The forelimb was created with a technique called “decellularization,” which uses living donor cells to regrow organ tissue. The arm from a dead rat is turned to white scaffold . Next, it is seeded with human endothelial cells, which recolonize the surfaces of the blood vessels and make them more robust than rat endothelial cells would. Finally, scientists inject mice cells, such as myoblasts that grow into muscles.
Though prosthetic limbs have been improving, they are far from ideal. And while the improving field of limb transplants gives hope, the patient has to take immunosuppressant drugs all their life to prevent the body rejecting the new addition because it once belonged to someone else.
. A team from the University of Pittsburgh, Pennsylvania, used induced pluripotent stem (iPS) cells generated from human skin cells to create precursor heart cells called MCPs. iPS cells are mature human cells “reprogrammed” into a versatile, primitive state from which they can be prompted to develop into any kind of cell of the body.
These cells developed into heart muscle, and once exposed to a blood supply, the miniature heart (grown on a mouse heart that had had all its cells removed) began to contract spontaneously. “We hope our study would be used in the future to replace a piece of tissue damaged by a heart attack, or perhaps an entire organ, in patients with heart disease.” Heart tissue regeneration has already proven successful in monkey transplants.
3D printing EAR
Cornell bioengineers and physicians have created an artificial ear that looks and acts like a natural ear, giving new hope to thousands of children born with a congenital deformity called microtia. Physicians managed to 3D print a realistic ear using living cells from cows and collagen from rat tails.
The process is also fast, “It takes half a day to design the mold, a day or so to print it, 30 minutes to inject the gel, and we can remove the ear 15 minutes later, “ said co-lead author Lawrence Bonassar, associate professor of biomedical engineering.
The novel ear may be the solution reconstructive surgeons have long wished for to help children born with ear deformity, said co-lead author Dr. Jason Spector, director of the Laboratory for Bioregenerative Medicine and Surgery and associate professor of plastic surgery at Weill Cornell. “A bioengineered ear replacement like this would also help individuals who have lost part or all of their external ear in an accident or from cancer,” Spector said. For people missing an ear, the reconstruction process is slow and painful, involving harvesting cartilage from the patient’s ribs. However, new techniques might make it easier.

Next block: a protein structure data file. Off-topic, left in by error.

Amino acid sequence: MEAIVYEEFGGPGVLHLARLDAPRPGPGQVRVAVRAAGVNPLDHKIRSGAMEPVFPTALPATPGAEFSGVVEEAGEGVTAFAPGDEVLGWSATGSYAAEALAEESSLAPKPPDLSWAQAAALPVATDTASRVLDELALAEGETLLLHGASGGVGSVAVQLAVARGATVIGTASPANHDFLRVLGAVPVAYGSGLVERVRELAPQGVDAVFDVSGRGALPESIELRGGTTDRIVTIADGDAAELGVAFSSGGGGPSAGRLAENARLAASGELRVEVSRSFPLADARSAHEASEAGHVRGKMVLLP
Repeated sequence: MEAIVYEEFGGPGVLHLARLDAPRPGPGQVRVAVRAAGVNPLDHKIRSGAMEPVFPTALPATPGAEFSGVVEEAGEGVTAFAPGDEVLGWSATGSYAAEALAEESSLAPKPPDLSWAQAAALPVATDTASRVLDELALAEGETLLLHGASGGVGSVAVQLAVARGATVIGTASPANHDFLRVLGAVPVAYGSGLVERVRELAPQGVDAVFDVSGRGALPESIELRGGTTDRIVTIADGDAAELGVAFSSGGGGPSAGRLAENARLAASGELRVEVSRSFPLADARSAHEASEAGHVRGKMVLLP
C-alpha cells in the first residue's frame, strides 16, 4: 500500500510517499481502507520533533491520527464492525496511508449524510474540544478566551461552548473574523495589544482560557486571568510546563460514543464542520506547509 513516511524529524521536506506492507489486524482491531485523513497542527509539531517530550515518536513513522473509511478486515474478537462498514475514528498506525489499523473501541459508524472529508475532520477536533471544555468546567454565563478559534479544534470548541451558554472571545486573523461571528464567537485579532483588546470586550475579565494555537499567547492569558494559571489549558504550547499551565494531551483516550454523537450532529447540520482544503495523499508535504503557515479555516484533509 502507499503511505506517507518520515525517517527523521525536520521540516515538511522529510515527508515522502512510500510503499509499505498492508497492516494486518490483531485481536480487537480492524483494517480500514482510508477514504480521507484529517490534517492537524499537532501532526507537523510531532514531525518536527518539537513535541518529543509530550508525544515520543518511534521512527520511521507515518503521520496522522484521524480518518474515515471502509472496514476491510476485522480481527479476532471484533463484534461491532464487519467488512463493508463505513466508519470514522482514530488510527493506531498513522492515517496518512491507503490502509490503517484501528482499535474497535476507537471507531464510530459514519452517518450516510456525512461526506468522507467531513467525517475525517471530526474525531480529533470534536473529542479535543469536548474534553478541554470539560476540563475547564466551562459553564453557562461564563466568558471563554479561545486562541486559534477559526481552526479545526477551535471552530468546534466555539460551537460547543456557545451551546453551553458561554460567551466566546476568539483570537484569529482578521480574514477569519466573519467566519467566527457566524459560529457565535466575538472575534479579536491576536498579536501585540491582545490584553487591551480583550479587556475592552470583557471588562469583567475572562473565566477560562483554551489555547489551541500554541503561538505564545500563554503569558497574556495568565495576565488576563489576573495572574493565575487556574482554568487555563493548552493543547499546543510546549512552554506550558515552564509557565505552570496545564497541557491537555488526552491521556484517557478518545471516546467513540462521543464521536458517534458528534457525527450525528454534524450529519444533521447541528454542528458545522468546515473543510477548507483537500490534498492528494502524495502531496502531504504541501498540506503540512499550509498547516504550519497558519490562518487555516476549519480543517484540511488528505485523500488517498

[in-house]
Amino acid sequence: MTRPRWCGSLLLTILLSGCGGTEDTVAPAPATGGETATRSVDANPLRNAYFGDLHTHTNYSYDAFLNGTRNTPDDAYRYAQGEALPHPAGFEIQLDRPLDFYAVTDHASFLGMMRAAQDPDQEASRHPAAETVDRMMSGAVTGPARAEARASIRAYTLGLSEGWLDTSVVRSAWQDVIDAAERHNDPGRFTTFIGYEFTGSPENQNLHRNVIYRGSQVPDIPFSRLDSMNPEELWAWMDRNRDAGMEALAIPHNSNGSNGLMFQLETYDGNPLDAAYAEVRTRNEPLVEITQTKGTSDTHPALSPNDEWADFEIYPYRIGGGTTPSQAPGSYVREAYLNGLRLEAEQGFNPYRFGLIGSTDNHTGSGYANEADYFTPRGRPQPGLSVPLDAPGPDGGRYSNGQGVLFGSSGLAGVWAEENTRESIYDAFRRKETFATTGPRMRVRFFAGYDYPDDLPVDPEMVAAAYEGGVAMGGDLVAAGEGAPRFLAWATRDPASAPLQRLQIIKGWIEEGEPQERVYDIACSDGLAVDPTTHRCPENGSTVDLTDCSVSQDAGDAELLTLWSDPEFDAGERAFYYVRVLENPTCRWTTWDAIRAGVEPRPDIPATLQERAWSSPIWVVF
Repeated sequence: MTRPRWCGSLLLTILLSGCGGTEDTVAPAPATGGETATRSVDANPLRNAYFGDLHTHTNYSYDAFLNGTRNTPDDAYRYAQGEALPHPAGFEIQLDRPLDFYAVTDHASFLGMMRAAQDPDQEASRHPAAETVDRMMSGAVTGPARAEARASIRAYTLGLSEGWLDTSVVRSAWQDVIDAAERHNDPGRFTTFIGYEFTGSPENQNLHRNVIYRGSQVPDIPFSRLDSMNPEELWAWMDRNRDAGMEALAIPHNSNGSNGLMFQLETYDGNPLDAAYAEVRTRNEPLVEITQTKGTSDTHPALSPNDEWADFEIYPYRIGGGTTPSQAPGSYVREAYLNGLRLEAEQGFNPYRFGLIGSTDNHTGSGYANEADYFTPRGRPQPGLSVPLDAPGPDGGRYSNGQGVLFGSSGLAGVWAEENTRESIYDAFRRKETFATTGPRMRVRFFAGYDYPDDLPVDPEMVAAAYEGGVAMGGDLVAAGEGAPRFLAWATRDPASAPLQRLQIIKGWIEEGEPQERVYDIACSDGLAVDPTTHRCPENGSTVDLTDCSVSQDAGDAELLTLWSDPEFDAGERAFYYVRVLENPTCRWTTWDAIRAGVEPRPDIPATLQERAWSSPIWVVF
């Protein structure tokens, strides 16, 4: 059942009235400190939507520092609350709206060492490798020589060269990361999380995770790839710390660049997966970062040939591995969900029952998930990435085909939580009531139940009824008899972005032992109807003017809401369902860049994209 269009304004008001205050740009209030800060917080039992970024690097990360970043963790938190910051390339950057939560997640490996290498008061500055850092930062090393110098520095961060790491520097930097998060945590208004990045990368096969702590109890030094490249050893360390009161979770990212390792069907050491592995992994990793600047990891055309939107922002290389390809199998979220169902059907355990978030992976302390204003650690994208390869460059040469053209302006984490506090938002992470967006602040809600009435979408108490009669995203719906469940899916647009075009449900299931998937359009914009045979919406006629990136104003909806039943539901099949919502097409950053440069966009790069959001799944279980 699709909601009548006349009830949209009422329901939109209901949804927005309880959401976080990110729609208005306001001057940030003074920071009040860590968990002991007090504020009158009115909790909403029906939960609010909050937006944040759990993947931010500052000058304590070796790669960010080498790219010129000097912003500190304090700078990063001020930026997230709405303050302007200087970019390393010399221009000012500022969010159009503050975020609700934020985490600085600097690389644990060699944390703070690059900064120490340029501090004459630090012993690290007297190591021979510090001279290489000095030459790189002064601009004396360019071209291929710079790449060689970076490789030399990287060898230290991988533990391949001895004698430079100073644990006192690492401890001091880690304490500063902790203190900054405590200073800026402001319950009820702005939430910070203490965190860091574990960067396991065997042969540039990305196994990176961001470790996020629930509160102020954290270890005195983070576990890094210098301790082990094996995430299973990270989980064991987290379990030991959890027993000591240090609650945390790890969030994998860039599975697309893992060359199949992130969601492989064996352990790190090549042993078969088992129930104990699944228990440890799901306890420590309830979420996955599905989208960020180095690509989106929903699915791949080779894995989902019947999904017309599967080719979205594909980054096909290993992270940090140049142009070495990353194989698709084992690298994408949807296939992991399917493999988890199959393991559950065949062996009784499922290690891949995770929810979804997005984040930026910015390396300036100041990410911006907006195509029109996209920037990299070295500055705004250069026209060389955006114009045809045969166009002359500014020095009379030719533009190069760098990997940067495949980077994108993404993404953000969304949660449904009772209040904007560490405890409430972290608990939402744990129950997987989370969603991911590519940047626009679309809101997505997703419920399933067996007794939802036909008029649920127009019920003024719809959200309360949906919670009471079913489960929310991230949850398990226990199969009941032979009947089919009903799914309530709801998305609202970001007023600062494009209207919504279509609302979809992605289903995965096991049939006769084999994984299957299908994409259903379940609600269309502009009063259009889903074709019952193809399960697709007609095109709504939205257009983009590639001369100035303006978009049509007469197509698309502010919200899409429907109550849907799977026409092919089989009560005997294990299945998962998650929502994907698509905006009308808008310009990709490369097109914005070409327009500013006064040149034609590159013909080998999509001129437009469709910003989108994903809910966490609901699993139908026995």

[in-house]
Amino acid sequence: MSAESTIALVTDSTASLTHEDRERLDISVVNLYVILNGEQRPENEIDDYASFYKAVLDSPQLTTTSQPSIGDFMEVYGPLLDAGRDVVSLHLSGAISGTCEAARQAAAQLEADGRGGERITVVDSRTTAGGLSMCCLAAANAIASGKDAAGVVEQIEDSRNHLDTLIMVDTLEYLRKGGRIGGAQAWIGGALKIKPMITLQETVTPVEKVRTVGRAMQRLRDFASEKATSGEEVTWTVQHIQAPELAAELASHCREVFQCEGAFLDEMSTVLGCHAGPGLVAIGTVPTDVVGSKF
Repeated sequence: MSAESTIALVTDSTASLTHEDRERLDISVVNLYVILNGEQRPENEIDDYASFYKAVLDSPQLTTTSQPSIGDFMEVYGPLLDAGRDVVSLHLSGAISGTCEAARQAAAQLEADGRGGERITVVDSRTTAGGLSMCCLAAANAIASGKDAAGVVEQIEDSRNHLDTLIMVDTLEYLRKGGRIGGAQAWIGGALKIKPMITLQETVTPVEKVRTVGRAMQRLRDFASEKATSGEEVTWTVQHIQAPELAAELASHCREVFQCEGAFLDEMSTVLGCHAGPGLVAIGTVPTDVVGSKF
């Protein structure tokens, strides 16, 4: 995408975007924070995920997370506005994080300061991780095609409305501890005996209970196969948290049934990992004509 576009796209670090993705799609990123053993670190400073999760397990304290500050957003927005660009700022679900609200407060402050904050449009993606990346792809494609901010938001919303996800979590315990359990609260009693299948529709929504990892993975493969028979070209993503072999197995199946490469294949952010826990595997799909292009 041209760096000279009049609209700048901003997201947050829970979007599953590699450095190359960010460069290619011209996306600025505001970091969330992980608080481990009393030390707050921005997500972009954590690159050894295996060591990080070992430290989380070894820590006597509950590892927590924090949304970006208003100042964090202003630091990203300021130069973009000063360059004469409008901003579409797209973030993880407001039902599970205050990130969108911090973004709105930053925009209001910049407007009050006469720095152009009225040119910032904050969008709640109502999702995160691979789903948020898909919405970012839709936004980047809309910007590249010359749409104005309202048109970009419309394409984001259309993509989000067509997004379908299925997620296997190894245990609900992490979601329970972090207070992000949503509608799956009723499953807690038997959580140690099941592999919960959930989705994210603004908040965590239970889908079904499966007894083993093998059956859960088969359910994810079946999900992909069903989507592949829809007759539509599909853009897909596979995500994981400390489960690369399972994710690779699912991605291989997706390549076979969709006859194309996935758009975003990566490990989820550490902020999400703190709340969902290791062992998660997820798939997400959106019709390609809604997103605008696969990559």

Scientists from Japan create primitive liver bud in mice
In 2013, a team from Japan, Yokohama City University’s graduate school of medicine, became first to grow liver cells from skin stem cells in a petri dish and then transplanted them successfully into mice.
Takebe and his colleagues utilized recent technique of co-culturing multiple cell types together. They utilized three different types of cells, liver cell precursors from human IPS cells (induced pluripotent stem cells), blood vessel precursors called endothelial cells, and connective tissue precursor cells called mesenchymal stem cells. The blood vessel and connective tissue precursor cells were harvested from umbilical cords. These cells got assembled into 5 milimeter sized liver buds in five days with each developing their own blood vessels. These liver buds were transplanted into mouse brain, where they were observed connecting themselves to blood vessels in a mouse. About 10 days later, the buds started working like liver breaking down human drugs and blood proteins.
There is need to observe the long-term effects of the transplant as stem cells tend to form tumors. The liver buds also did not achieve all the functions of a mature liver as the buds did not form a bile duct system that drives away toxins from the body.